Marxism enjoys new currency in economic crisis. But as Marx said, the point is not just to interpret the world, but to change it
guardian.co.uk, Friday 25 January 2013 10.34 EST
German Political Philosopher Karl Marx Sitting
Although he did not explicitly use the phrase, Karl Marx is credited with explaining the 'creative destruction' of capitalism. Photograph: Bettmann/Corbis
Capital used to sell us visions of tomorrow. At the 1939 World's Fair in New York, corporations showcased new technologies: nylon, air conditioning, fluorescent lamps, the ever-impressive View-Master. But more than just products, an ideal of middle-class leisure and abundance was offered to those weary from economic depression and the prospect of European war.
The Futurama ride even took attendees through miniature versions of transformed landscapes, depicting new highways and development projects: the world of the future. It was a visceral attempt to renew faith in capitalism.
In the wake of the second world war, some of this vision became a reality. Capitalism thrived and, though uneven, progress was made by American workers. With pressure from below, the state was wielded by reformers, not smashed, and class compromise, not just class struggle, fostered economic growth and shared prosperity previously unimaginable.
Exploitation and oppression didn't go away, but the system seemed not only powerful and dynamic, but reconcilable with democratic ideals. The progress, however, was fleeting. Social democracy faced the structural crisis in the 1970s that Michal Kalecki, author of The Political Aspects of Full Employment, predicted decades earlier. High employment rates and welfare state protections didn't buy off workers, it encouraged militant wage demands. Capitalists kept up when times were good, but with stagflation – the intersection of poor growth and rising inflation – and the Opec embargo, a crisis of profitability ensued.
An emergent neoliberalism did curb inflation and restore profits, but only through a vicious offensive against the working class. There were pitched battles waged in defense of the welfare state, but our era has largely been one of deradicalization and political acquiescence. Since then, real wages have stagnated, debt soared, and the prospects for a new generation, still wedded to a vision of the old social-democratic compact, are bleak.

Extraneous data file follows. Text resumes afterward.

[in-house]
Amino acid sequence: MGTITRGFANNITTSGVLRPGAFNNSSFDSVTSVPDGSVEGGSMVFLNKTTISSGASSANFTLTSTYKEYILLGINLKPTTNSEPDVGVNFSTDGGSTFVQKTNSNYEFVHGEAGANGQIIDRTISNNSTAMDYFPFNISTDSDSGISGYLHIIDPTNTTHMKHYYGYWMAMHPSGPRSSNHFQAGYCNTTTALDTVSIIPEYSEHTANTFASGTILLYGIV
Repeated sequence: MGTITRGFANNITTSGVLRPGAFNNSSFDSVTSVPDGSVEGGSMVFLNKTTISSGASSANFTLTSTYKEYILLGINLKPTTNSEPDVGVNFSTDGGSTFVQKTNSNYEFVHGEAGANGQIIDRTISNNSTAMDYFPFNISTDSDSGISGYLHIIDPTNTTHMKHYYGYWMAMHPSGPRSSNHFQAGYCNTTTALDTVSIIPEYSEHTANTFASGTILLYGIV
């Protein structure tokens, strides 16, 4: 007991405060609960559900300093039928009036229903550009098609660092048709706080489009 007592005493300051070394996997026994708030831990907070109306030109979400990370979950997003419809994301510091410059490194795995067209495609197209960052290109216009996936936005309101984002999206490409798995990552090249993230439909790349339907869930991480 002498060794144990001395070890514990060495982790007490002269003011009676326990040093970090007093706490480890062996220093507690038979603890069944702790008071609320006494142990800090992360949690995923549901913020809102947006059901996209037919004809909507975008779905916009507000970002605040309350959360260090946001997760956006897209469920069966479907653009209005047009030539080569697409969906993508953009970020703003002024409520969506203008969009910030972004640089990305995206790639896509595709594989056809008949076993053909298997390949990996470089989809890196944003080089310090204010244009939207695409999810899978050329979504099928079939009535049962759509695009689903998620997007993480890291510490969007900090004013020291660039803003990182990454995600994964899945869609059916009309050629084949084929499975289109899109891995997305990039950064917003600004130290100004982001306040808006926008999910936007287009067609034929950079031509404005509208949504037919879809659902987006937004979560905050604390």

The 1990s technological boom brought about talk of a light and adaptive "new economy", something to replace the old Fordist workplace. But it was a far cry from the future promised at the 1939 World's Fair.
The 2008 recession shattered those dreams, anyway. Capital, free of threats from below, grew decadent, wild, and speculative.
For many in my generation, the ideological underpinnings of capitalism have been undermined. That a higher percentage of Americans between the ages of 18 and 30 have a more favorable opinion of socialism than capitalism at least signals that the cold war era conflation of socialism with Stalinism no longer holds sway.
At an intellectual level, the same is true. Marxists have gained a measure of mainstream exposure: Foreign Policy turned to Leo Panitch, not Larry Summers, to explain the recent economic crisis; and thinkers like David Harvey have enjoyed late career renaissances. The wider recognition of thought "left of liberalism" – of which the journal I edit, Jacobin, is a part – isn't just the result of the loss of faith in mainstream alternatives, but rather, the ability of radicals to ask deeper structural questions and place new developments in historical context.
Now, even celebrated liberal Paul Krugman has been invoking ideas long relegated to the margins of American life. When thinking about automation and the future of labor, he worries that "it has echoes of old-fashioned Marxism – which shouldn't be a reason to ignore facts, but too often is." But a resurgent left has more than worries, they have ideas: about the reduction of working time, the decommodification of labor, and the ways in which advances in production can make life better, not more miserable.
This is where what's evolving, however awkwardly, into the 21st-century socialist intellectualism shows its strengths: a willingness to present a vision for the future, something deeper than mere critique. But intellectual shifts don't mean much by themselves.
A survey of the political landscape in America, despite Occupy's emergence in 2011, is bleak. The labor movement has shown some signs of life, especially among public sector workers combating austerity, but these are at best rearguard, defensive struggles. Unionization rates continue to decline, and apathy, not revolutionary fervor, reigns.
Marxism in America needs to be more than an intellectual tool for mainstream commentators befuddled by our changing world. It needs to be a political tool to change that world. Spoken, not just written, for mass consumption, peddling a vision of leisure, abundance, and democracy even more real than what the capitalism's prophets offered in 1939. A socialist Disneyland: inspiration after the "end of history".